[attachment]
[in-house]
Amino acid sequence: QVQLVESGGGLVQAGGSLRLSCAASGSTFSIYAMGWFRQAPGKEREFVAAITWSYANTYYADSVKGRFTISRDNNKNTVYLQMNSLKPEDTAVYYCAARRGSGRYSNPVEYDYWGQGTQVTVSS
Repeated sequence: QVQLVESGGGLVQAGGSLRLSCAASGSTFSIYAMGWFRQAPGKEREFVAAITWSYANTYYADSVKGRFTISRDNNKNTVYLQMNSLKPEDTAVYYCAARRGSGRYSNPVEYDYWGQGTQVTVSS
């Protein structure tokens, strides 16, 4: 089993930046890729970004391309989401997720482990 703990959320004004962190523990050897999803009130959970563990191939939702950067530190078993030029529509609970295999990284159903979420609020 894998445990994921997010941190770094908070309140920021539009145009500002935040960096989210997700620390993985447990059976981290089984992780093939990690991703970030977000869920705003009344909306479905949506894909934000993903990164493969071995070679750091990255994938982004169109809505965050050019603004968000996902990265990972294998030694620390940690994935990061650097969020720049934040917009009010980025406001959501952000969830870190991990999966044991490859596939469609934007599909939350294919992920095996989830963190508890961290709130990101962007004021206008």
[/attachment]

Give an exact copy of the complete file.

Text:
[in-house]
Amino acid sequence: QVQLVESGGGLVQAGGSLRLSCAASGSTFSIYAMGWFRQAPGKEREFVAAITWSYANTYYADSVKGRFTISRDNNKNTVYLQMNSLKPEDTAVYYCAARRGSGRYSNPVEYDYWGQGTQVTVSS
Repeated sequence: QVQLVESGGGLVQAGGSLRLSCAASGSTFSIYAMGWFRQAPGKEREFVAAITWSYANTYYADSVKGRFTISRDNNKNTVYLQMNSLKPEDTAVYYCAARRGSGRYSNPVEYDYWGQGTQVTVSS
């Protein structure tokens, strides 16, 4: 089993930046890729970004391309989401997720482990 703990959320004004962190523990050897999803009130959970563990191939939702950067530190078993030029529509609970295999990284159903979420609020 894998445990994921997010941190770094908070309140920021539009145009500002935040960096989210997700620390993985447990059976981290089984992780093939990690991703970030977000869920705003009344909306479905949506894909934000993903990164493969071995070679750091990255994938982004169109809505965050050019603004968000996902990265990972294998030694620390940690994935990061650097969020720049934040917009009010980025406001959501952000969830870190991990999966044991490859596939469609934007599909939350294919992920095996989830963190508890961290709130990101962007004021206008």